Change in plans!

Sometimes everything goes wrong during a trip. Plans change in a matter of seconds, night finds us in a wrong city, at a wrong time and with no food. When I arrived at the Bagan station – where I actually wanted to arrive, only several days later – I had no water, not even a banana on hand. I was standing there angry because my destination – Mindat, or strictly speaking my bus to this mountain village had just taken off right in front of me. Bagan was tempting, of course, with its ancient temples and picturesque sunsets, but it was daunting at the same time – the touristic hustle and bustle and the pervasive fair. I decided to flee.

I got on a bus and after a while landed in a small town on the other side of the river – Pakkoku. The station was bustly, the tuktuk drivers were pushing their way to the passengers getting off the bus, the women were selling fruits, the air was filled with dust and the noise was unbearable. I quickly got away from this jam and asked one of the drivers to take me to the nearest motel. A little hotel sitting by the main road didn’t look appealing. My room resembled a prison cell crossbred with a hospital room. Mould glared at me from the ceiling, the lack of windows wasn’t putting me in an optimistic mood, and the only accessories in the bathroom were a hole in the floor and a bucket which did not encourage ablution. So I crawled out on the street pretty soon and decided to spend as much time as possible away from my resting place. Otherwise I felt threatened with depression.

Pakkoku in my memory remained as a one big tangle of streets, alleys and stalls. Women wearing Burmese make-up made of a special thanaka tree paste were offering cosmetic service at the entrance to the main market. Piles of shoes, slippers and flip-flops were scattering on a street, right beside them some old lady was selling eggs. Someone was grinding keys around the corner, some guy tried to tout me into buying a longyi – a traditional skirt weared by women as well as men in Birma (yes, men too!). Tired after a long walk I found shelter in one of the temples and immersed myself in reading. Then – defeated by hunger – I went to a near-by bar…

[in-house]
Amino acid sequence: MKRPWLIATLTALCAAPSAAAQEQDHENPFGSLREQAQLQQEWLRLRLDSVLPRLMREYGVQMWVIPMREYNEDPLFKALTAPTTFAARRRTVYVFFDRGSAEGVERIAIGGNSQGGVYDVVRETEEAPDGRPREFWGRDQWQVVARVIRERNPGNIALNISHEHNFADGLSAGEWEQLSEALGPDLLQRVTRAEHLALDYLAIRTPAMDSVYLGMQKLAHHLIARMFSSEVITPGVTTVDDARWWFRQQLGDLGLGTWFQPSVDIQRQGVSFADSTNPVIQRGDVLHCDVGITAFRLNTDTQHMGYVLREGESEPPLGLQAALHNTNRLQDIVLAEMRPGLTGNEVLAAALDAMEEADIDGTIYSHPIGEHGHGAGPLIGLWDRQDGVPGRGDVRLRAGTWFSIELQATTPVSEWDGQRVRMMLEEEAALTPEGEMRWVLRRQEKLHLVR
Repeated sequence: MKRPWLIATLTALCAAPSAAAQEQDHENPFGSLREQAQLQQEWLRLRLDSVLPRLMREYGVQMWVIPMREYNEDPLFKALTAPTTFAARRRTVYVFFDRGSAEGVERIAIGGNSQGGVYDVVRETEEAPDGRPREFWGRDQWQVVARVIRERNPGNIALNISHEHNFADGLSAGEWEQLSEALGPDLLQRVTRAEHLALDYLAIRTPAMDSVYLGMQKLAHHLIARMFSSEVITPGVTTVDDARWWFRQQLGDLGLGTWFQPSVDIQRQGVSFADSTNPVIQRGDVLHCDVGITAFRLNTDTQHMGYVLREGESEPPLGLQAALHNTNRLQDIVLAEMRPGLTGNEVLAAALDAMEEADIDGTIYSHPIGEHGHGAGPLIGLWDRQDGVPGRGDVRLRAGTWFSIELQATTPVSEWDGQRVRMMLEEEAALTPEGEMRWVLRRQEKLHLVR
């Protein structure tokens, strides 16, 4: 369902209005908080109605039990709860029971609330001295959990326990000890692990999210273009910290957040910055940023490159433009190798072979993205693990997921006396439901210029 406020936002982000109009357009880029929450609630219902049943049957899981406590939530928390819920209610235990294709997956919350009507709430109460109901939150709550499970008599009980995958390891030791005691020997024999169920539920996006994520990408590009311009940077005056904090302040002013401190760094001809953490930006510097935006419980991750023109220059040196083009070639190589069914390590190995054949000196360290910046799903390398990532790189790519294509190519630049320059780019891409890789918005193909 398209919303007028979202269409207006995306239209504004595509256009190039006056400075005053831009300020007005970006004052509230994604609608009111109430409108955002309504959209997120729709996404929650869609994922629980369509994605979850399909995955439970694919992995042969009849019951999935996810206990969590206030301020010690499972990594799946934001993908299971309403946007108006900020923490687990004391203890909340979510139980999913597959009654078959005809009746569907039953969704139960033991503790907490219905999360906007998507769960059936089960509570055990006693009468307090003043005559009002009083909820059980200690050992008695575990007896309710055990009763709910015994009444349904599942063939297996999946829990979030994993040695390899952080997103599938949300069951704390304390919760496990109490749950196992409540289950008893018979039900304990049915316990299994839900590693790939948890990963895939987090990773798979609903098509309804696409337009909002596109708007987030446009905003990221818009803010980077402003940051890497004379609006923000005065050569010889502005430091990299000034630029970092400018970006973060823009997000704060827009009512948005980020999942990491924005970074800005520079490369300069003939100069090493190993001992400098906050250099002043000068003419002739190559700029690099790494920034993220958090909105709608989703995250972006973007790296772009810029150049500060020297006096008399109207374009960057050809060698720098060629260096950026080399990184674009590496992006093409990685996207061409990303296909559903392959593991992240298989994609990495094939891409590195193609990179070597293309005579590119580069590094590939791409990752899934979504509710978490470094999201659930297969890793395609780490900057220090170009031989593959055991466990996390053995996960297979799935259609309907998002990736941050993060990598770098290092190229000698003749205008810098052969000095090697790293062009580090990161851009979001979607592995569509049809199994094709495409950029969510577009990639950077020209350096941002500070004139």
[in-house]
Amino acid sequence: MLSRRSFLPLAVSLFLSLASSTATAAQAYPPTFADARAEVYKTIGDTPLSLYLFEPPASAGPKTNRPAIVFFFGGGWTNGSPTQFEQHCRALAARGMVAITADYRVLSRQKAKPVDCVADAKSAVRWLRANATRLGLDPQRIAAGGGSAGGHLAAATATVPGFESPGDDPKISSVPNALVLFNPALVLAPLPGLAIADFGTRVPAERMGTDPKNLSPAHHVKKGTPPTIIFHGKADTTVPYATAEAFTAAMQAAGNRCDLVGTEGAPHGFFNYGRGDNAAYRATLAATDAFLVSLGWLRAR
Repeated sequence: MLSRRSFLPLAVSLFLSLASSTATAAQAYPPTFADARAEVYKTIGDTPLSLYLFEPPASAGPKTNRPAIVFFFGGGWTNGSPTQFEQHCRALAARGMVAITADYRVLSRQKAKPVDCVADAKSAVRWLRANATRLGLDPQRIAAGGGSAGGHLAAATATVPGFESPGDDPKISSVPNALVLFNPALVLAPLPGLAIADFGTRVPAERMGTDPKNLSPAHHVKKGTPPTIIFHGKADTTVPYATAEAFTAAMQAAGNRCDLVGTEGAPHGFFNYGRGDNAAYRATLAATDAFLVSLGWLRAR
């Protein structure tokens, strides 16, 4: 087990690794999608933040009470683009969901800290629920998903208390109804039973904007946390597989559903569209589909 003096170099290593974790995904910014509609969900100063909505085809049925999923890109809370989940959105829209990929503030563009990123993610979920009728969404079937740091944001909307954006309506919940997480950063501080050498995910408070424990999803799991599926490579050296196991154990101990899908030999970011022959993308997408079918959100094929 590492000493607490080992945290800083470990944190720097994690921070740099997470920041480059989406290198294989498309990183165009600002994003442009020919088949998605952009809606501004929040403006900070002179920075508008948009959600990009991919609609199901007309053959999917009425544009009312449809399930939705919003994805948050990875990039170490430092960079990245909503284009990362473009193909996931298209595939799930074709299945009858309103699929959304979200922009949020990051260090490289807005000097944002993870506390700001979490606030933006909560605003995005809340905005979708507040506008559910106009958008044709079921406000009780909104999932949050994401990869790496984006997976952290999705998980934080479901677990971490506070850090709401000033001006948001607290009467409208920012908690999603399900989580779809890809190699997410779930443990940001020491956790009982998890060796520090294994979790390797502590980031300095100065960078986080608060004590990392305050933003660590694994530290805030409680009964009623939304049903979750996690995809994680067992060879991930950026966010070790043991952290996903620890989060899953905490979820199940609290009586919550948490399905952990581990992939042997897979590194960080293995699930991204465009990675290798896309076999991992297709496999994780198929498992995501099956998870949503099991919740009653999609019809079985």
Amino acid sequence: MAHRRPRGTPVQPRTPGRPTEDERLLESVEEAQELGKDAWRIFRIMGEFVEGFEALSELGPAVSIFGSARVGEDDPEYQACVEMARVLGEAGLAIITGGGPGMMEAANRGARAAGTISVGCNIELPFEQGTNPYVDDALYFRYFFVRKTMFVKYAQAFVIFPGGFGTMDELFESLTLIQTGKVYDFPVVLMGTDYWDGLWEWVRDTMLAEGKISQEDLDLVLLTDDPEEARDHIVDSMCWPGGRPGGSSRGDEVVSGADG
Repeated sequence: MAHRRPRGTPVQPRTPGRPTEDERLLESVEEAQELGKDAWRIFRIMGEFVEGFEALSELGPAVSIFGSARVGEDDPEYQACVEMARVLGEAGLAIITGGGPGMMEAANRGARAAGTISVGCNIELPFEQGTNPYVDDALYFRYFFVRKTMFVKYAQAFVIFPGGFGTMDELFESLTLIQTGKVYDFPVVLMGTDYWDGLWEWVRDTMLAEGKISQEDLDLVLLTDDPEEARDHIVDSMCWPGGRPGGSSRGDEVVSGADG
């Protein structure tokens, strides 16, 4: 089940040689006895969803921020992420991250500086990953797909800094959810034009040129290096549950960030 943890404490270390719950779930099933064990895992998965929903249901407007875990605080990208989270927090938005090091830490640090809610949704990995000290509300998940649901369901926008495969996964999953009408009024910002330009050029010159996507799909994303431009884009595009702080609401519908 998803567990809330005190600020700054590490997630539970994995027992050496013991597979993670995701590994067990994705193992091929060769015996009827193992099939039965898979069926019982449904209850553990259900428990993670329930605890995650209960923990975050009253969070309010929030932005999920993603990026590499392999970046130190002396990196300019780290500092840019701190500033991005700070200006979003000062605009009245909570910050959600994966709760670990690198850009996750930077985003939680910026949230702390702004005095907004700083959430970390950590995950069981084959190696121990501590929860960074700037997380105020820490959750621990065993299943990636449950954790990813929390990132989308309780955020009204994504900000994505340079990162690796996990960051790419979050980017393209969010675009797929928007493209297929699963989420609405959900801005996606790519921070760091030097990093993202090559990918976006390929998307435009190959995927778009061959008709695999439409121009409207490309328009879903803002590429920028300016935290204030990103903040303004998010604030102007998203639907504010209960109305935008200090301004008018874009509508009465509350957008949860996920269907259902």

I came in – all heads turned. Not only was I the only white person present, I was the only woman there too. Undeterred I approached the nearest table and sat down. After a while a man joined me and started a conversation in broken English:

‘Hi.’ he said.

‘Hi.’ I answered.

A long silence followed, interrupted by the flies’ buzz over my plate and his grunting, which showed me that it wouldn’t be the end to our discourse. Indeed, it was just the beggining. After a customary questioning about my origins, country, profession, marital status, religion and how many children I have (yes, yes, I’m not exaggerating!) my interlocutor got to the point.

‘Tomorrow at 9 o’clock I’ll come to get you, we’ll spend all day together.’

It sounded a bit like a threat so I tried to get out of this unresistible offer in a delicate way, but my companion was adamant:

‘I’m from Birma. Pakkoku is my home. You are a guest. It is a matter of honor and my responsibility to welcome you in my country. I’ll be here at 9 o’clock!’

Then he left. I couldn’t even say no.

I wonder if this is how all these stories about abducted tourists in far away Asia begin. However, what would become of the world if we didn’t trust each other at all? And KoKyaw (for that was the name of my host) had good eyes. My intuition was telling me I should trust him so I got into his car without any big doubts. We had a wonderful day togehter. KoKyaw turned out to be a chemistry teacher at a local school, he knew a lot of the town’s history, native’s traditions and probably every temple (and every bar) within 10 kilometres. Talking and fun was endless. His wife was an extraordinarily hospitable, cheerful person. She almost cried with joy at the sight of me and she sewed me a beautiful longyi which I was wearing proudly for the next few days.